Uncomfortable Neighbors: Cultural Collisions between Mexicans and Americans [Vecinos Incomodos: Choques Culturales entre Mexicanos y Americanos] by James V. Tiffany is a bilingual book that was published in 2003 in which the author attempts to provide intercultural understanding. Tiffany touches on such topics as stereotypes, la familia, respect, and getting along, among others. For instance, when discussing respect, he talks about the importance of eye contact among Americans*, whereas for Mexicans not making eye contact is often seen as more respectful. Clearly this can lead to misunderstanding when people of these two cultures interact.
Additionally, this may impact the way we see the colleagues or the audiences we work with or even people that we meet on the street or out and about. Understanding this cross-cultural behavior is important in order to get along with each other, especially since so much diversity and many different cultural traditions may surround us wherever we work, live, or play. As a Mexican herself, at least one of our LERG members was taught to respect her superiors, especially parents or the elderly, and this included not making eye contact.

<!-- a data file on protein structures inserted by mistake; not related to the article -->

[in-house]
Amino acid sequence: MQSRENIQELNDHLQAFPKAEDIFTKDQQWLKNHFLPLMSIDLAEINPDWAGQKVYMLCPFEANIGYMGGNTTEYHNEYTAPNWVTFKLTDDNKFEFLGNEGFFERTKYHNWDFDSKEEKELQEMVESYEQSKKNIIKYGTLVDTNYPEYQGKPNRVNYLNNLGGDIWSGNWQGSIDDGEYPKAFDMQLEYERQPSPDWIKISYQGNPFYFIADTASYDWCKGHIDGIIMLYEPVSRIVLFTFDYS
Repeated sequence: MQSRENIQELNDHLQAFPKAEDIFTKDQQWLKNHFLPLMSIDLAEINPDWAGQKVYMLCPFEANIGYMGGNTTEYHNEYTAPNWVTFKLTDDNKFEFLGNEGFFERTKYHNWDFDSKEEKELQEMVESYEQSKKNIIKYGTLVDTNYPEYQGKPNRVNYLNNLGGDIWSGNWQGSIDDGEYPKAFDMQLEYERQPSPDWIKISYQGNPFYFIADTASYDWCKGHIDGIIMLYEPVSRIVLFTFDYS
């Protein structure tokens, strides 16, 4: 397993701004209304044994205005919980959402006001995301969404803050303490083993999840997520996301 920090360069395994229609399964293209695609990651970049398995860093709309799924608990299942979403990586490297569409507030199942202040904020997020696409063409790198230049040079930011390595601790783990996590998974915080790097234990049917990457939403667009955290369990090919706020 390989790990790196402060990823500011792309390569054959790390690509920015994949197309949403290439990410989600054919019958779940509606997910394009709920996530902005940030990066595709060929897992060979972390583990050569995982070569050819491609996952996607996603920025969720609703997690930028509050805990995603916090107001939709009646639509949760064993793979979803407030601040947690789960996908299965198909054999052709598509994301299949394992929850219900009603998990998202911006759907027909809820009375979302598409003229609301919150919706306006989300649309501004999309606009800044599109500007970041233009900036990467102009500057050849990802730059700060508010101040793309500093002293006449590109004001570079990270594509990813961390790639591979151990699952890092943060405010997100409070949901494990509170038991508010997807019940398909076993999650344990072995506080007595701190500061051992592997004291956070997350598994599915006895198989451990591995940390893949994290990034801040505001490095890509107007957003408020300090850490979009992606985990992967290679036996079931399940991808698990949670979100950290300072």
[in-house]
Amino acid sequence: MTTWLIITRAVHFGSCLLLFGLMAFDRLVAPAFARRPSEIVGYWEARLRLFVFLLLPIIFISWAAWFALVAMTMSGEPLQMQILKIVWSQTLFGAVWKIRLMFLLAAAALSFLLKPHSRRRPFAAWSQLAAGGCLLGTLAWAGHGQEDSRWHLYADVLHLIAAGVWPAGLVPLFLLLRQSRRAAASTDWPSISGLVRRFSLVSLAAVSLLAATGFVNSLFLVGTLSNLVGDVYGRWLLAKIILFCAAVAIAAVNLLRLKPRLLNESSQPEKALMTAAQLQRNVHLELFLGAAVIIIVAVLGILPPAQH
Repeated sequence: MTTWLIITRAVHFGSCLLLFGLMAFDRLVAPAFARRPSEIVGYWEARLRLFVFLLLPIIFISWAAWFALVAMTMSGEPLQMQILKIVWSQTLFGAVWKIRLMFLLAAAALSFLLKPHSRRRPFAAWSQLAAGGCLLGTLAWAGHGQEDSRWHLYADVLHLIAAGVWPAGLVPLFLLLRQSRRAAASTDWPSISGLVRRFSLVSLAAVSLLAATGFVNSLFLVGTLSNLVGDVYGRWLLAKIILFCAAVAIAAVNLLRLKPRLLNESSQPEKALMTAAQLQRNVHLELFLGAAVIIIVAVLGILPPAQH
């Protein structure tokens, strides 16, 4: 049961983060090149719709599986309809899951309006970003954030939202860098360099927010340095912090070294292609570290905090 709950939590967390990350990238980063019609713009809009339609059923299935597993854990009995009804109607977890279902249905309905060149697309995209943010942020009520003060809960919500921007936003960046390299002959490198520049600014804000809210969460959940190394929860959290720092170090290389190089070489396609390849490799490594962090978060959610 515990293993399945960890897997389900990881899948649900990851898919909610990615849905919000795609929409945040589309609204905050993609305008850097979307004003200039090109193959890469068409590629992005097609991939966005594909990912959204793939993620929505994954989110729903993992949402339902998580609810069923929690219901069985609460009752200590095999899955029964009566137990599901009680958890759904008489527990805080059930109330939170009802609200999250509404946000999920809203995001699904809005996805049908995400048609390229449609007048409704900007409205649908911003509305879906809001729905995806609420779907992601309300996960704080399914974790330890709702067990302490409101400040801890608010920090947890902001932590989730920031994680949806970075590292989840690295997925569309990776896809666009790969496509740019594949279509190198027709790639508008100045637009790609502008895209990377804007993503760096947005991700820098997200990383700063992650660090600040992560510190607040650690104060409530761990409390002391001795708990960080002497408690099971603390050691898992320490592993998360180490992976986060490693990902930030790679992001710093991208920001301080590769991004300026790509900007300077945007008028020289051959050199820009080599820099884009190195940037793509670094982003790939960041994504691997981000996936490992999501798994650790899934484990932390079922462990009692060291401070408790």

On the other hand, some Americans may think that Mexicans, or those of Mexican descent, tend to be rude because they do not even look at you in the eyes! And that is true! Even our LERG member, who has been acculturating to the “American way” for awhile, has realized that when foreigners (especially Latinos or Hispanics) do not look at her directly, it can make her a little upset sometimes. Of course she knows why, so she just says something like “Hola”, “Buenos Dias”, etc., and may even step a little closer to them. If possible, she shakes hands (depending on the situation), or raises her hands; however, if they keep their distance, she always shows the palm of her hand as a sign of there being no threat at all. She, of course, gives them a big smile. That always seems to help get out of the awkwardness of a stranger passing by or a distant acquaintance avoiding the situation.
If you are interested in these types of topics, you should consider checking out this book. Though a little dated, it has interesting topics that are still quite relevant for our multicultural society. How do you feel about eye contact? Do you think it comes from your cultural background? Are there any other behaviors in daily interactions that you find to be strikingly different between the cultures in which you live (or have lived)?
*Tiffany establishes early on that, though all inhabitants of the Americas are American, when he uses the term American in his book, he is referring to the “Anglo (Caucasian) resident of the United States.”
Latino Employee Resources Group (LERG) members Rebeca Alonso and Jillian Frideres submitted this post.